What are Patient-Years?

Mary McMahon
Mary McMahon

The concept of patient-years is used in many clinical studies and statistical assessments of risk. Viewing things in these terms allows researchers to look at a population more generally, rather than trying to separate out and process data from each individual member of a group. This concept often show up in news articles about long-term studies, although this precise term may not be specified. To obtain the number, researchers add together all of the years that patients in a study were followed, and then divide those years by the event of interest.

Study participants are grouped together in patient-years to allow researchers to look at trends.
Study participants are grouped together in patient-years to allow researchers to look at trends.

For example, if ten patients participated in a study on heart attacks for 15 years (i.e., 150 patient-years (10 x 15)), and three of them had heart attacks, there would be one heart attack for every 50 patient-years in the study. While it is important to look at individual data in any study, looking at things in these terms can reveal trends.

Subjects in medical drug tests are grouped by patient-years.
Subjects in medical drug tests are grouped by patient-years.

In the heart attack example above, the researchers might choose to follow several different populations and compare them at the end of the study. If our group above was a control group, there might be several research groups with different heart attack rates, like one heart attack for every three patient-years, or one heart attack for every seven. By looking at the general average, the researchers might be able to draw some conclusions about the various means to prevent heart attacks that are being studied.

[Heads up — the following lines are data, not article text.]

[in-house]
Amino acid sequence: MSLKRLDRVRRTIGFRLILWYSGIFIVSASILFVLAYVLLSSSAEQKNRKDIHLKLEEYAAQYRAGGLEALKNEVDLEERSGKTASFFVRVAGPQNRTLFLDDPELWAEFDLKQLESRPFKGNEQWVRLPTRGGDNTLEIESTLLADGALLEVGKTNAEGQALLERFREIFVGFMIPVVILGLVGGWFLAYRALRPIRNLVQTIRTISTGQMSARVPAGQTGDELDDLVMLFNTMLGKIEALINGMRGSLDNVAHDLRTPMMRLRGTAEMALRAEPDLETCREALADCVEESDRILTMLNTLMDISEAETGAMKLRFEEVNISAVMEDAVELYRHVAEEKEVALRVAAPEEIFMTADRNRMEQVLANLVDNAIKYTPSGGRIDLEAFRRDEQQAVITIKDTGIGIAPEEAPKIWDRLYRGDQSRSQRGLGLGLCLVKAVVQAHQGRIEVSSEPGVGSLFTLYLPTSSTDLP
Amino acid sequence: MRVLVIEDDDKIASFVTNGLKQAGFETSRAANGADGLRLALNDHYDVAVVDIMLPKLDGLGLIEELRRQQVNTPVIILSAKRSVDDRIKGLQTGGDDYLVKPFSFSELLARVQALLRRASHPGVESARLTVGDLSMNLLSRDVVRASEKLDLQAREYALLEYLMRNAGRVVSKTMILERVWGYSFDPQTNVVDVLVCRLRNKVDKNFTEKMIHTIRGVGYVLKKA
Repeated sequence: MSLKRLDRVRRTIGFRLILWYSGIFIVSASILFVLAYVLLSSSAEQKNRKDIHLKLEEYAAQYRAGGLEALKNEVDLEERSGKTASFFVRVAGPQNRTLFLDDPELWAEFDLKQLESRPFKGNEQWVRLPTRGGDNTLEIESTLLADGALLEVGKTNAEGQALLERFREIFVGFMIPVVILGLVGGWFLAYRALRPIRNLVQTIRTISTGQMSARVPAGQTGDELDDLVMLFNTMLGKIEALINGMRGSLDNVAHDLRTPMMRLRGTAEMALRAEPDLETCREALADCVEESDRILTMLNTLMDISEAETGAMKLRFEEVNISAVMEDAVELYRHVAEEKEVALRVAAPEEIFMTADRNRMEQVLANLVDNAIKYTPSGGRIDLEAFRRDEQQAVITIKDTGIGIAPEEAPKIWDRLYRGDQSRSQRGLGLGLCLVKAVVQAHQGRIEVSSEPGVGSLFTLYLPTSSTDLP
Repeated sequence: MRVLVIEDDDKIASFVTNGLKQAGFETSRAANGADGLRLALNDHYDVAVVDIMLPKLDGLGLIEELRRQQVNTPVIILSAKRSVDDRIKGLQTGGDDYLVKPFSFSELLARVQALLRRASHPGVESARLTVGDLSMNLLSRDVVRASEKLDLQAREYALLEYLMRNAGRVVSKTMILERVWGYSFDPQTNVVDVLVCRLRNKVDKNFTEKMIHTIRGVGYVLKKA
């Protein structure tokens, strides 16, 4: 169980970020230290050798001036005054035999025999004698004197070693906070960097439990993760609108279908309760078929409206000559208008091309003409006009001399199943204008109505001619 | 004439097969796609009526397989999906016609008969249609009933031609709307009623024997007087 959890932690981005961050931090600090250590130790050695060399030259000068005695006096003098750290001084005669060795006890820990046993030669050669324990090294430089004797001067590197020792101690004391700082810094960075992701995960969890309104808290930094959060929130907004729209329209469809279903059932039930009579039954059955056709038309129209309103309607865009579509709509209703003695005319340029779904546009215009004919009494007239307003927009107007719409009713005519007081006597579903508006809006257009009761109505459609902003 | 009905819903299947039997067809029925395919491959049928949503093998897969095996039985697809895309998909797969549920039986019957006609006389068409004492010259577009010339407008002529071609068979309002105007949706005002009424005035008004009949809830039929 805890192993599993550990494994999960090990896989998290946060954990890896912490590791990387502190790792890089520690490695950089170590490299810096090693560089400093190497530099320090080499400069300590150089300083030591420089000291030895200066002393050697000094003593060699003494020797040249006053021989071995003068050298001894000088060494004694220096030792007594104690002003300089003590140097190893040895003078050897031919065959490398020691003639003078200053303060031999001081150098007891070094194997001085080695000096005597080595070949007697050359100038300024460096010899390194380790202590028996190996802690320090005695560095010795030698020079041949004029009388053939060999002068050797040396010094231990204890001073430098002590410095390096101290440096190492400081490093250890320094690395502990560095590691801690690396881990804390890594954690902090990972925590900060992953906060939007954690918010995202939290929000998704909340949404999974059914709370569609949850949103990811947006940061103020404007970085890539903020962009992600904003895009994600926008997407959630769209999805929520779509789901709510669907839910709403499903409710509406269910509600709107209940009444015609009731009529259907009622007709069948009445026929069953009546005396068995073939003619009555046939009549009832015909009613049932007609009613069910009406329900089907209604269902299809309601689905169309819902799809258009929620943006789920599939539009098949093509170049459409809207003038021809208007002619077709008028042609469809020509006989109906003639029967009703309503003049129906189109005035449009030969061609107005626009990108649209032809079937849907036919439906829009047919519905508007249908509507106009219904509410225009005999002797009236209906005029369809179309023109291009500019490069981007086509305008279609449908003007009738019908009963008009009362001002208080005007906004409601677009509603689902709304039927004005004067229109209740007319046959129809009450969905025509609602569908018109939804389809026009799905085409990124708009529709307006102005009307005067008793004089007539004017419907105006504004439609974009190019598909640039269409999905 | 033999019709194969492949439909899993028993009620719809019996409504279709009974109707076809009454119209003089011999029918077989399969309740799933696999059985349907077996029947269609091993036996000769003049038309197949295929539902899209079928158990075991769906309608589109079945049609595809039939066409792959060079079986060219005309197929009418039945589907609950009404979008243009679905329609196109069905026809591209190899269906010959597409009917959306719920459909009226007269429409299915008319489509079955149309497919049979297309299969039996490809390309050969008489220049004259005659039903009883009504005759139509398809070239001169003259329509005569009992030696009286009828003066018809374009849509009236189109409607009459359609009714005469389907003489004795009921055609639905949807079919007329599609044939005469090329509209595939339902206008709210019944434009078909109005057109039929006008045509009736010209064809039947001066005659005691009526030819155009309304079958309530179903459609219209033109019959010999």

Patient-years are relevant to the discussion of clinical studies.
Patient-years are relevant to the discussion of clinical studies.

Many studies on new medications also view things in these terms. For example, if one death is experienced for every 1,000 patient-years of a study, this might be viewed as an acceptable risk, while a high death rate might be cause to reconsider the validity of a medication. Contraindications for medications are also sometimes processed in this light; if one group being studied experiences a high rate of complications while on the new medication, researchers might decide that the medication is contraindicated for similar people in the general population.

In addition to being used in discussions of clinical studies, patient-years also sometimes crop up in long term morbidity and mortality reports. For example, the organ donor waiting list is usually carefully tracked to see how many patients die each year waiting for organs, and calculations using this concept sometimes become important in determining who is entitled to new organs. For instance, if a population of specific individuals waiting for lungs on the list experiences 300 deaths for every patient-year of waiting while another group waiting for lungs experiences 25 deaths, patients in the more high-risk group are probably going to get lungs first.

Examining patient-years can help reveal trends in medication efficacy.
Examining patient-years can help reveal trends in medication efficacy.
Mary McMahon
Mary McMahon

Ever since she began contributing to the site several years ago, Mary has embraced the exciting challenge of being a wiseGEEK researcher and writer. Mary has a liberal arts degree from Goddard College and spends her free time reading, cooking, and exploring the great outdoors.

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Discussion Comments

anon172474

What is this "300 deaths for every patient-year" supposed to mean?

If one patient was waiting for lung for one year, would he/she have died 300 times?

anon67492

In the last para you mentioned 300 deaths in every patient-year but did not mention how many patient-years. explain.

junyb66111

Can patient-years number be decimal or not?

When I analyze the data, year can be a decimal. If I sum the years of patients, it would be a decimal.

Thanks.

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